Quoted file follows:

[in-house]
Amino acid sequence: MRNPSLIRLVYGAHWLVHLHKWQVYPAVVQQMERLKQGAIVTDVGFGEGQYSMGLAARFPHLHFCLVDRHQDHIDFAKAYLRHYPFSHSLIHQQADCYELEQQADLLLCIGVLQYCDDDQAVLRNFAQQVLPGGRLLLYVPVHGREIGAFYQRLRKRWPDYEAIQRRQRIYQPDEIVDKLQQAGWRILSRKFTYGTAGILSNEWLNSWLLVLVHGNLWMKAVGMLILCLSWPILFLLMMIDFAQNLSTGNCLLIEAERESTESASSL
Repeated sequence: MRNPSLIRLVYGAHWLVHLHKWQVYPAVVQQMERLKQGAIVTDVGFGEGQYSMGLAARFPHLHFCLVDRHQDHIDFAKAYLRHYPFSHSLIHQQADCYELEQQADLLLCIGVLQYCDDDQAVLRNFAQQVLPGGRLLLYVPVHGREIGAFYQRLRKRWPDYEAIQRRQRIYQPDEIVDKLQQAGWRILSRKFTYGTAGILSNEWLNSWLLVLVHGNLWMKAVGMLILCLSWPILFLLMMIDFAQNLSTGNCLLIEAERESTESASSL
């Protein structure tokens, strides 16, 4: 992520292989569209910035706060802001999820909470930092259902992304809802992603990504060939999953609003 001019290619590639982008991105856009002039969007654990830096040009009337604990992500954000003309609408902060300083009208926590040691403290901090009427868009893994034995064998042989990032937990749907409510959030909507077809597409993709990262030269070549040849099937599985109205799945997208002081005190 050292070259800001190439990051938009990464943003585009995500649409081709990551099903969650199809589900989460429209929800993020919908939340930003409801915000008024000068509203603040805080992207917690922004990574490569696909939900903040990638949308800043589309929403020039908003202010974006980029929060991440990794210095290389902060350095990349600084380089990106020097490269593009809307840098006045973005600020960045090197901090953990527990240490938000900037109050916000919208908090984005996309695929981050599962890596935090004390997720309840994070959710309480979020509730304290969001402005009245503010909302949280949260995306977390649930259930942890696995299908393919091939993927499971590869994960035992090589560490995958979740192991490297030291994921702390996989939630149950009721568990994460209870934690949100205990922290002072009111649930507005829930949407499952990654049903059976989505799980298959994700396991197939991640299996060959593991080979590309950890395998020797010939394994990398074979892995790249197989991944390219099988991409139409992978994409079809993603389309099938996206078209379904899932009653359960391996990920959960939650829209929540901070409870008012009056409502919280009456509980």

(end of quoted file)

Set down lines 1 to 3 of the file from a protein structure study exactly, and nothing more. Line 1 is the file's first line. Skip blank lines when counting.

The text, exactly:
[in-house]
Amino acid sequence: MRNPSLIRLVYGAHWLVHLHKWQVYPAVVQQMERLKQGAIVTDVGFGEGQYSMGLAARFPHLHFCLVDRHQDHIDFAKAYLRHYPFSHSLIHQQADCYELEQQADLLLCIGVLQYCDDDQAVLRNFAQQVLPGGRLLLYVPVHGREIGAFYQRLRKRWPDYEAIQRRQRIYQPDEIVDKLQQAGWRILSRKFTYGTAGILSNEWLNSWLLVLVHGNLWMKAVGMLILCLSWPILFLLMMIDFAQNLSTGNCLLIEAERESTESASSL
Repeated sequence: MRNPSLIRLVYGAHWLVHLHKWQVYPAVVQQMERLKQGAIVTDVGFGEGQYSMGLAARFPHLHFCLVDRHQDHIDFAKAYLRHYPFSHSLIHQQADCYELEQQADLLLCIGVLQYCDDDQAVLRNFAQQVLPGGRLLLYVPVHGREIGAFYQRLRKRWPDYEAIQRRQRIYQPDEIVDKLQQAGWRILSRKFTYGTAGILSNEWLNSWLLVLVHGNLWMKAVGMLILCLSWPILFLLMMIDFAQNLSTGNCLLIEAERESTESASSL